Thursday, September 22, 2011

The hills are ALIVE!!!

The musical The Sound of Music is a story based on the extraordinary life of a real family and is being performed at Vive Les Arts Theatre in Killeen. Performance dates are September 23rd, 24, 30, October 1, 2, 7, 8, 9.

No doubt, without the von Trapp Family, there would be no Sound of Music. So, how did this wonderful story come to life and how much of the story is true? It started with the real Maria von Trapp, then Maria Augusta Kutschera who was born on a train going to Vienna. She grew up and went to teacher training college and then joined The Roman Catholic Benedictine Abbey of Nonnberg in Salzburg as a novice. This is where the story begins and is largely based on the first section of Maria’s book The Story of the Trapp Family Singers.

The Baron Georg Ritter von Trapp had retired from the navy and lived in what is now Pula, Croatia. When his wife died of scarlet fever he, and the children could no longer stand to live in the place they had been so happy. He sold the property and moved the family to Salzburg. He was now a widow with seven children. The oldest was actually a boy named Rupert. Next came Agathe, Maria, Werner, Hedwig, Johanna and Martina.

The Baron approached the Reverend Mother of the Abbey seeking a teacher for his sick daughter, Maria, who was weak with rheumatic fever. The Reverend Mother decided to send Maria because of her training and skill as a teacher.  She was to stay with the von Trapps for ten months and then return to the Abbey and formally enter the convent.

Maria fell in love with the children immediately. She tutored young Maria and had a loving relationship with all of the children while singing and getting them involved in outdoor activities. In reality Georg was far from the detached, cold-blooded patriarch of the family. He was actually very warm hearted and enjoyed music with his family. But it made a better story to have his character being healed and softened by Maria and the children.  Georg and Maria married in 1927 and had three more children: Rosmarie, Eleonore and Johannes.

The family lost most of its wealth through the depression and Maria dismissed most of the servants and took in boarders. It was about this time that they began considering making the family hobby of singing into a profession. Just as in The Sound of Music the family won first place in the Salzburg Music Festival in 1936. They became successful singing Renaissance and Baroque music, madrigals and folk songs all across Europe.

When the Nazis annexed Austria in 1938, Georg refused to fly the Nazi flag, declined a naval command and a request to sing at Hitler’s birthday party. They could have taken advantage of the offerings from them – greater fame as a singing group, a medical doctor’s position for Rupert and a renewed naval career for Georg. But they were aware of what the Nazis were doing and knew they could not compromise their principles and left their friends, family, estate and all their possessions.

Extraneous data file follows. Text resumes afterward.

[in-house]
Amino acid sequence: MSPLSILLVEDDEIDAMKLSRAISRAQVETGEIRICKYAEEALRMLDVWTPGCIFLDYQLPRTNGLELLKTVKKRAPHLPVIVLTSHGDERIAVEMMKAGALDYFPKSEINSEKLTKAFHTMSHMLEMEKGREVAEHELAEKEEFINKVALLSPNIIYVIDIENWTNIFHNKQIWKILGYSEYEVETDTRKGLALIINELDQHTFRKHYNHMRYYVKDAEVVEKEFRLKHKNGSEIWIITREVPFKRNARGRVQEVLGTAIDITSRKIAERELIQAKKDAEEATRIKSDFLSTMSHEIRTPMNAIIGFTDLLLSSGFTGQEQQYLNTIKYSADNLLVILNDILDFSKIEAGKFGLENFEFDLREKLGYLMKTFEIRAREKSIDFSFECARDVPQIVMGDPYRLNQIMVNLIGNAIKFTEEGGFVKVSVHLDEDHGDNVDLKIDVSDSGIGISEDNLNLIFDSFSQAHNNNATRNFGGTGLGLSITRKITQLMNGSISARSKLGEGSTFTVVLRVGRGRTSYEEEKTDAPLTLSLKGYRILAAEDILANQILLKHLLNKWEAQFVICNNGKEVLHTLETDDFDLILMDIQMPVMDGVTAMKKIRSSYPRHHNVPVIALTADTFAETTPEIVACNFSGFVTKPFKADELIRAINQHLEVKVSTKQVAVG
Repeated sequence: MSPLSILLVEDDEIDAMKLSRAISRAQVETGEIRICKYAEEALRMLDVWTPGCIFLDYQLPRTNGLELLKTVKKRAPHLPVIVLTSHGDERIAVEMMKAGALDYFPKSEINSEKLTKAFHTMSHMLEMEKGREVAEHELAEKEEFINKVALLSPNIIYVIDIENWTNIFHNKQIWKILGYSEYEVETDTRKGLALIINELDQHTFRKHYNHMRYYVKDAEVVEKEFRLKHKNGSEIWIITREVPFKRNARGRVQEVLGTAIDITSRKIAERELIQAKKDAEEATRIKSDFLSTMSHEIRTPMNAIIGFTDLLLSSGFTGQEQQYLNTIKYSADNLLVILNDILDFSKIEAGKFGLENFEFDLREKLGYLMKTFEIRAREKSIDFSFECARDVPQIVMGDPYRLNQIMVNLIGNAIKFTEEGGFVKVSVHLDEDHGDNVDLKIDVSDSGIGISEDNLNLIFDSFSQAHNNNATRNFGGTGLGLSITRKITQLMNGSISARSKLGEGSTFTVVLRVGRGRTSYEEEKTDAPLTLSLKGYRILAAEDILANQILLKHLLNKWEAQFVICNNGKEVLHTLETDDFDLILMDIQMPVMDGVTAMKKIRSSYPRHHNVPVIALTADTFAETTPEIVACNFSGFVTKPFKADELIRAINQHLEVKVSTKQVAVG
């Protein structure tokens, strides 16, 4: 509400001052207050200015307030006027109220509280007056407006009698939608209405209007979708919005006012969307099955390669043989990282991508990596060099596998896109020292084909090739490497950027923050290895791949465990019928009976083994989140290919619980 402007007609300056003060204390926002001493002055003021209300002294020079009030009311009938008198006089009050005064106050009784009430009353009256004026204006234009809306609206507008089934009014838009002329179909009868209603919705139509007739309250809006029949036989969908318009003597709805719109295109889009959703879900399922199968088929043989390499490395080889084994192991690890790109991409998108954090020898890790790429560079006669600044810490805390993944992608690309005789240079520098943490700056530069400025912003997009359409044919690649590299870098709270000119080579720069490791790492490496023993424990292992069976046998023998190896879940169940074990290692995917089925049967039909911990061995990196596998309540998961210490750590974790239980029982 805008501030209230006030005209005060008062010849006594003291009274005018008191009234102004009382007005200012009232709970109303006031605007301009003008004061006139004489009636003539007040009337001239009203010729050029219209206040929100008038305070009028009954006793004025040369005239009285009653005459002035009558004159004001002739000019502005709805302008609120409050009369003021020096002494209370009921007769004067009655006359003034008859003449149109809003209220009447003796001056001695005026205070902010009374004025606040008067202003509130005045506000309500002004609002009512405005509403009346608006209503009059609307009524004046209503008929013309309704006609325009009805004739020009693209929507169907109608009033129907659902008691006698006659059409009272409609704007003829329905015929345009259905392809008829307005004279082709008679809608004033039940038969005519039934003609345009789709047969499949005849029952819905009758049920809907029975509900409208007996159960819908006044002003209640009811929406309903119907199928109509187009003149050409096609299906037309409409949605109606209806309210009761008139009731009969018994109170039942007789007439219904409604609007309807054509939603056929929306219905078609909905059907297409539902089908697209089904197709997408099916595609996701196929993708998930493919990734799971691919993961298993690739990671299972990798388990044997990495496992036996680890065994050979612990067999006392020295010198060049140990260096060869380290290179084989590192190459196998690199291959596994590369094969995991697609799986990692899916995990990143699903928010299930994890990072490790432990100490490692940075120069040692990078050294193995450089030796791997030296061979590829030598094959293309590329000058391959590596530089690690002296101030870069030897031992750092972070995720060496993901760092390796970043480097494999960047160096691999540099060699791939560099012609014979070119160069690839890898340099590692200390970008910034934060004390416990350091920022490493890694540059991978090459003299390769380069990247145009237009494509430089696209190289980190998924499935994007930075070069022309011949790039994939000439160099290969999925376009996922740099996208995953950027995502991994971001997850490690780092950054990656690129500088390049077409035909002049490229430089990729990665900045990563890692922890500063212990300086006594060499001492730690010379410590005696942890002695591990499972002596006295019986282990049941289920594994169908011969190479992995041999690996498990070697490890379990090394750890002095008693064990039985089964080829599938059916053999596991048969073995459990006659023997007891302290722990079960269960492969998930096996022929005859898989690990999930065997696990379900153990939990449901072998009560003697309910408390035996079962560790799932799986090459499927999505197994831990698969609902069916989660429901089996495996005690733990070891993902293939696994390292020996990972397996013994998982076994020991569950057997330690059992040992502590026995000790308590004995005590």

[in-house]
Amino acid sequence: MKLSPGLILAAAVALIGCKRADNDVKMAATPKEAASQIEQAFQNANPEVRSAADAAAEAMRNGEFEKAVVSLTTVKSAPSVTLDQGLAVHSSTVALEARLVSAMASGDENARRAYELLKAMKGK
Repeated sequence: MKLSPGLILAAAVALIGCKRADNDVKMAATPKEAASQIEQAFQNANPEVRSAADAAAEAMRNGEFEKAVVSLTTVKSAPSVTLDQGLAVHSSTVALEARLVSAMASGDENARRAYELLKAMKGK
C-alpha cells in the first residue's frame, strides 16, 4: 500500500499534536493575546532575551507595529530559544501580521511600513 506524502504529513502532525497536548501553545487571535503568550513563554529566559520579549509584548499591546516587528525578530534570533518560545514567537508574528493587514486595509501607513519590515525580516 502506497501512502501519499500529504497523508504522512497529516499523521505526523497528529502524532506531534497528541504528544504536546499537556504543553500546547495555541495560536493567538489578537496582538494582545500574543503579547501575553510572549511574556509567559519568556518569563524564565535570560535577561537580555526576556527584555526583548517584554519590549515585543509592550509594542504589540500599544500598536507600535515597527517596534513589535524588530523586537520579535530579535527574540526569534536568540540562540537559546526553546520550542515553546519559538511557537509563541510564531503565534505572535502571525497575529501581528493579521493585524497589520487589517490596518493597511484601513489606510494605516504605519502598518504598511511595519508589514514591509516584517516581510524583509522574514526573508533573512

The von Trapps traveled to Italy, not Switzerland, then later to London and on to New York to begin a concert tour in Pennsylvania. When their six month visas expired they went to Scandinavia for a short tour and returned to Ellis Island for Immigration and Naturalization.

In the early 1940s the family settled in Stowe, Vermont where the landscape reminded them of Austria. They bought a farm and ran a music camp when they were not on tour. It is now a 2,400 acre resort known as The von Trapp Family Lodge and is still owned and managed by members of the von Trapp family themselves. Georg died in 1947 and was buried in the family cemetery on the property.

The von Trapp Family Singers decided to stop touring in 1955. In the years following Maria ran the Trapp Family Lodge for many years. And what about the children? Rupert was a medical doctor; Agathe was a kindergarten teacher; daughter Maria was a missionary for 30 years; Werner was a farmer; Hedwig taught music; Johanna married and returned to live in Austria; Martina married and died in childbirth; Rosmarie and Eleonore both settled in Vermont; and Johannes managed the Trapp Family Lodge. Maria died in 1987 and was buried next to Georg.

Entertaining is still very much a part of the von Trapp family’s life today. Elisabeth, a grand daughter of Maria and Georg is a singer, songwriter and pianist who performs and records her own music. Justin, Amanda, Melanie and Sofia, great grandchildren of Baron von Trapp and his first wife, formed a singing group called J.A.M.S.
In the end it was Maria who sat down and wrote an account of her life in the book called The Story of the Trapp Family Singers. It sold well but later the film rights were sold for a modest fee to German producers and the Trapps did not make much money. The German films Die Trapp-Familie (1956), and a sequel, Die Trapp Familie in Amerika (1958), were quite successful. The American rights were bought from the German producers. The book was later adapted for the Broadway stage show and then was made into the much loved movie, The Sound of Music.

No matter if you love the book or the movie version of the story, you are sure to enjoy the performance of The Sound of Music at the Vive Les Arts Theatre in Killeen. Please visit our webpage, to purchase your tickets today! Don’t miss your chance to see the hills come to life one more time.

This story contributed by Jennifer Leaton

Friday, July 15, 2011

The Drowsy Chaperone
By Bob Martin and Don McKellar
music and lyrics by Lisa Lambert and Greg Morrison
Well, if 5 out of 5 stars is not enough incentive, audiences should come see this show to simply escape! You can't help but laugh the whole way through and get lost in the world inside the head of show narrator "The Man in Chair".  The musical within the comedy is 'The Drowsy Chaperone' a story of love, marriage, gangsters, blindfolded roller-skating, misunderstandings, hilarious characters, and yes, a drowsy chaperone.
So what is The Drowsy Chaperone really all about?